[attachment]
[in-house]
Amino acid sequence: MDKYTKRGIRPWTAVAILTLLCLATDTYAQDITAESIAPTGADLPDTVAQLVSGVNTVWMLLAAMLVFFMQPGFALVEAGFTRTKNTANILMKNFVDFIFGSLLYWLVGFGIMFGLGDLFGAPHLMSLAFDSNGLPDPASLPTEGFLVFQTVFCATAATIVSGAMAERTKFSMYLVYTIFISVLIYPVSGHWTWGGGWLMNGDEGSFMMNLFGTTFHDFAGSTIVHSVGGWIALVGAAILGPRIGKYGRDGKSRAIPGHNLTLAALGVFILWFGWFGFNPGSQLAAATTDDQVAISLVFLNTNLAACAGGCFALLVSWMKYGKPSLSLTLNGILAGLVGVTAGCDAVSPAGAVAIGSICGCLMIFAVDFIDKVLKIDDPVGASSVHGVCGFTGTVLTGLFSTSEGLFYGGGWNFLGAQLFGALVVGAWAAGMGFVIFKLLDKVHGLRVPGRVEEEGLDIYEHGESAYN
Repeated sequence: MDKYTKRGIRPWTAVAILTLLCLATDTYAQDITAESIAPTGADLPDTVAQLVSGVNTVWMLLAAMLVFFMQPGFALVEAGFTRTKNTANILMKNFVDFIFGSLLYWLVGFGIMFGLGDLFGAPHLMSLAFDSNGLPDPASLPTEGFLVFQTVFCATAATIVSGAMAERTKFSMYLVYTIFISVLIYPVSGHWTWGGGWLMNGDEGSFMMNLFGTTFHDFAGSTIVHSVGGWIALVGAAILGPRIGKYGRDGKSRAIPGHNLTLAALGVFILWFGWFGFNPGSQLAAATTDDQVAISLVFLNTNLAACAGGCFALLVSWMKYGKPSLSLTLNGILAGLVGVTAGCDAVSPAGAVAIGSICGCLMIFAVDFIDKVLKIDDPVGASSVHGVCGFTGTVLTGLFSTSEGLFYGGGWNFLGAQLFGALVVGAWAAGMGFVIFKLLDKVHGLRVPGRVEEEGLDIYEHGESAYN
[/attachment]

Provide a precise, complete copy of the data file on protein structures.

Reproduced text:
[in-house]
Amino acid sequence: MDKYTKRGIRPWTAVAILTLLCLATDTYAQDITAESIAPTGADLPDTVAQLVSGVNTVWMLLAAMLVFFMQPGFALVEAGFTRTKNTANILMKNFVDFIFGSLLYWLVGFGIMFGLGDLFGAPHLMSLAFDSNGLPDPASLPTEGFLVFQTVFCATAATIVSGAMAERTKFSMYLVYTIFISVLIYPVSGHWTWGGGWLMNGDEGSFMMNLFGTTFHDFAGSTIVHSVGGWIALVGAAILGPRIGKYGRDGKSRAIPGHNLTLAALGVFILWFGWFGFNPGSQLAAATTDDQVAISLVFLNTNLAACAGGCFALLVSWMKYGKPSLSLTLNGILAGLVGVTAGCDAVSPAGAVAIGSICGCLMIFAVDFIDKVLKIDDPVGASSVHGVCGFTGTVLTGLFSTSEGLFYGGGWNFLGAQLFGALVVGAWAAGMGFVIFKLLDKVHGLRVPGRVEEEGLDIYEHGESAYN
Repeated sequence: MDKYTKRGIRPWTAVAILTLLCLATDTYAQDITAESIAPTGADLPDTVAQLVSGVNTVWMLLAAMLVFFMQPGFALVEAGFTRTKNTANILMKNFVDFIFGSLLYWLVGFGIMFGLGDLFGAPHLMSLAFDSNGLPDPASLPTEGFLVFQTVFCATAATIVSGAMAERTKFSMYLVYTIFISVLIYPVSGHWTWGGGWLMNGDEGSFMMNLFGTTFHDFAGSTIVHSVGGWIALVGAAILGPRIGKYGRDGKSRAIPGHNLTLAALGVFILWFGWFGFNPGSQLAAATTDDQVAISLVFLNTNLAACAGGCFALLVSWMKYGKPSLSLTLNGILAGLVGVTAGCDAVSPAGAVAIGSICGCLMIFAVDFIDKVLKIDDPVGASSVHGVCGFTGTVLTGLFSTSEGLFYGGGWNFLGAQLFGALVVGAWAAGMGFVIFKLLDKVHGLRVPGRVEEEGLDIYEHGESAYN